On the surface, John List seemed to have it made: A deeply religious family man with a wife and three kids, he had a successful career as a bank president and a sprawling 19-room Victorian mansion in the comfortable suburban setting of Westfield, New Jersey.
But in December 1971, John List’s neighbors realized something strange. No one had seen any members of the List family for almost a month, since November 9. Neighbors noticed that all the lights in the house were constantly on -- at least, until they started to burn out one by one. Eventually, List’s 16-year-old daughter’s drama coach, worried about her extended absence, notified police.
Investigators were horrified when they entered the List family mansion on December 7, 1971. Inside they found five dead bodies: John’s wife Helen; their three teenage children, Patricia, Frederick, and John, Jr.; and John’s 84-year-old mother, Alma. All had been shot dead. Helen and the children were laid out in the mansion’s grand ballroom. John’s mother was discovered in her apartment in the attic.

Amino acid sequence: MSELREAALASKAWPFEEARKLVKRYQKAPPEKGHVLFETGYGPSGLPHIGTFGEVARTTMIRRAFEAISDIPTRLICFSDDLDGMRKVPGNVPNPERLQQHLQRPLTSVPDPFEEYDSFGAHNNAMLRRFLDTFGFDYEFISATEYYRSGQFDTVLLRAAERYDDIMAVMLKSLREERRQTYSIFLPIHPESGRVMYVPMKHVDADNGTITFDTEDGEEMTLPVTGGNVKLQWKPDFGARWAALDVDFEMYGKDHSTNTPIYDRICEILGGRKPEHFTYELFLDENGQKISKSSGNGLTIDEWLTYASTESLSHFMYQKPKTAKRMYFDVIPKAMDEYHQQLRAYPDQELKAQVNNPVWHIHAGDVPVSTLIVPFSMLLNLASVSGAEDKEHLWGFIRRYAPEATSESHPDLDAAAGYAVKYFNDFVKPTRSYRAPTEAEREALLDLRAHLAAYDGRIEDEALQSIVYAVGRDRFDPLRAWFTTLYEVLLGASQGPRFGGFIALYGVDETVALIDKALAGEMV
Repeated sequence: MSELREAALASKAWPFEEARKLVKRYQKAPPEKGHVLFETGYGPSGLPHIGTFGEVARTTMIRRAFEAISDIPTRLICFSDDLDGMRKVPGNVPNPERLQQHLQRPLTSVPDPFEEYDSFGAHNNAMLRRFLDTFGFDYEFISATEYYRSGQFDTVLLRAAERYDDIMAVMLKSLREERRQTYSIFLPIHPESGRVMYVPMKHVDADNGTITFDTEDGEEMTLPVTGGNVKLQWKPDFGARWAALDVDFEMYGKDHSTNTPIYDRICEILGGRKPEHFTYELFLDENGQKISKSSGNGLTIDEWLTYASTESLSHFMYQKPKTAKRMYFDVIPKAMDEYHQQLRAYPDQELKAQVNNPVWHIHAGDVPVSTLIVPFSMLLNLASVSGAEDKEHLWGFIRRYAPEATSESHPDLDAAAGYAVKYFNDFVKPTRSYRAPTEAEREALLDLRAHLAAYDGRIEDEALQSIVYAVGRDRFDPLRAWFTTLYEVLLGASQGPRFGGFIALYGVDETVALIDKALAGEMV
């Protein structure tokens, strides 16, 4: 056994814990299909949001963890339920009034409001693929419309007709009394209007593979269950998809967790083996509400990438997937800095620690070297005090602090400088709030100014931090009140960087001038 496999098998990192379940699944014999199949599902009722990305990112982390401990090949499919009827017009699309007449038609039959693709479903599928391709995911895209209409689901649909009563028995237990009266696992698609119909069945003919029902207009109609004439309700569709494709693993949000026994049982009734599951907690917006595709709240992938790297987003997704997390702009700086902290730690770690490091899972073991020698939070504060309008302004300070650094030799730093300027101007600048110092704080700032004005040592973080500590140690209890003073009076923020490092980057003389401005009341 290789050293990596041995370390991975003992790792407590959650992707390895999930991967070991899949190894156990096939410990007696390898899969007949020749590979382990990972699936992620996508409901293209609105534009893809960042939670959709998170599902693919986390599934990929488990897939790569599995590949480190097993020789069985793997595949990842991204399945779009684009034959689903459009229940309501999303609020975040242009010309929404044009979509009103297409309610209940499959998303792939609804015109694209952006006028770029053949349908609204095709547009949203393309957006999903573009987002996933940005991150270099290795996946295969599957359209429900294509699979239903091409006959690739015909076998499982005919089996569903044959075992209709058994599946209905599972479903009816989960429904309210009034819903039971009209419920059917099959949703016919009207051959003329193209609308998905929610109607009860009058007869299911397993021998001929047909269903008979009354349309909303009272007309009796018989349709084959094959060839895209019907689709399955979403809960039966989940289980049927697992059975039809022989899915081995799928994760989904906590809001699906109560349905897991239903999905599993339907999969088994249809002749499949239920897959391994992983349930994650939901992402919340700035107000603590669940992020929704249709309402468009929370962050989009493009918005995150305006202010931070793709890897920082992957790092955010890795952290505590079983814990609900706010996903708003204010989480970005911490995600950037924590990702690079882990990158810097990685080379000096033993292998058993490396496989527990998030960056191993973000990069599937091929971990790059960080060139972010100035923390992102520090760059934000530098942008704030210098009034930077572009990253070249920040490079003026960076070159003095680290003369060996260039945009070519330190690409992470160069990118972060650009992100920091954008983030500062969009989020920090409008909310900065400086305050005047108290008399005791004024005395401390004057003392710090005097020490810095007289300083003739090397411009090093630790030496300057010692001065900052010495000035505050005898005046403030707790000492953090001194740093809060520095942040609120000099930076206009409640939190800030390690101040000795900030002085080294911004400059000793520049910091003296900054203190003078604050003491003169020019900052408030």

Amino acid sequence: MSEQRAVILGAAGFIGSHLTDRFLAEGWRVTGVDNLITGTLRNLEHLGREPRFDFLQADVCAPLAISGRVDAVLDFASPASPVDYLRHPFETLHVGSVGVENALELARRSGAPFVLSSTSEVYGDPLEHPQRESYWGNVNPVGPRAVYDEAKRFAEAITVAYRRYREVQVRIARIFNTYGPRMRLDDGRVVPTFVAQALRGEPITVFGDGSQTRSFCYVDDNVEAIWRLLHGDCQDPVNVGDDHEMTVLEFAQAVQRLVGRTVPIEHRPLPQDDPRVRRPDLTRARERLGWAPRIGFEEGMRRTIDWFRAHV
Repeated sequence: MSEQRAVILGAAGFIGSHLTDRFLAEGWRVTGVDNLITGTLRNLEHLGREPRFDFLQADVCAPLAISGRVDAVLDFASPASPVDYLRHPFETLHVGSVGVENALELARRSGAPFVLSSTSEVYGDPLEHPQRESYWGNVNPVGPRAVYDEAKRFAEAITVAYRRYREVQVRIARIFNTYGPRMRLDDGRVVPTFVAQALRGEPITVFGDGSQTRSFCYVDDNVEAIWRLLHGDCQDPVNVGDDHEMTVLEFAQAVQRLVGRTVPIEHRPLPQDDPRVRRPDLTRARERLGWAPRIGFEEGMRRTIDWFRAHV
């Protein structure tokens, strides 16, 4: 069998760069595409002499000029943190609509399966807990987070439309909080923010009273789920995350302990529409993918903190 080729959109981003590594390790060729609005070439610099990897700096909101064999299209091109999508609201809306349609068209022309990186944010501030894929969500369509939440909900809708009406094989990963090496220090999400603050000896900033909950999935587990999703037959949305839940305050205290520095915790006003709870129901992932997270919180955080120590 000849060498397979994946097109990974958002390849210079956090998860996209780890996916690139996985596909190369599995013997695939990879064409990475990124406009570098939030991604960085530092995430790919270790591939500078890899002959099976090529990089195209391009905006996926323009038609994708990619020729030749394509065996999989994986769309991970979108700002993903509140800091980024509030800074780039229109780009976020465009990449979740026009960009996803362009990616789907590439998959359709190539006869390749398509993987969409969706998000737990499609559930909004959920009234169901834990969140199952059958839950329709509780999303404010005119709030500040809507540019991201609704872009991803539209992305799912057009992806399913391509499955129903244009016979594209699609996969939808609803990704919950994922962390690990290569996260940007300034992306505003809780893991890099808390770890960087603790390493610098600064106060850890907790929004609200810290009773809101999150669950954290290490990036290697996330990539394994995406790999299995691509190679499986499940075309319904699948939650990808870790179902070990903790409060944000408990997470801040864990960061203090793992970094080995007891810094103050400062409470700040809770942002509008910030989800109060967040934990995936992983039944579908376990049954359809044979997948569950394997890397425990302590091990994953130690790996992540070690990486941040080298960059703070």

Police found a five-page letter that List had written to his pastor, explaining that he killed his family to save their souls because he believed they were “falling away from God.” List’s letter also said he believed that “by killing them, they would die Christians.” The investigation into John List revealed that he had been living a lie for quite some time.
List had been fired from his job as a bank president in Jersey City but hadn’t told his family. Instead, he went about his normal routine each morning as if he were still employed, spending his time reading newspapers at the local train station until the work day was over. List was also having major financial problems; he was even taking money from his mother’s bank account.
To be continued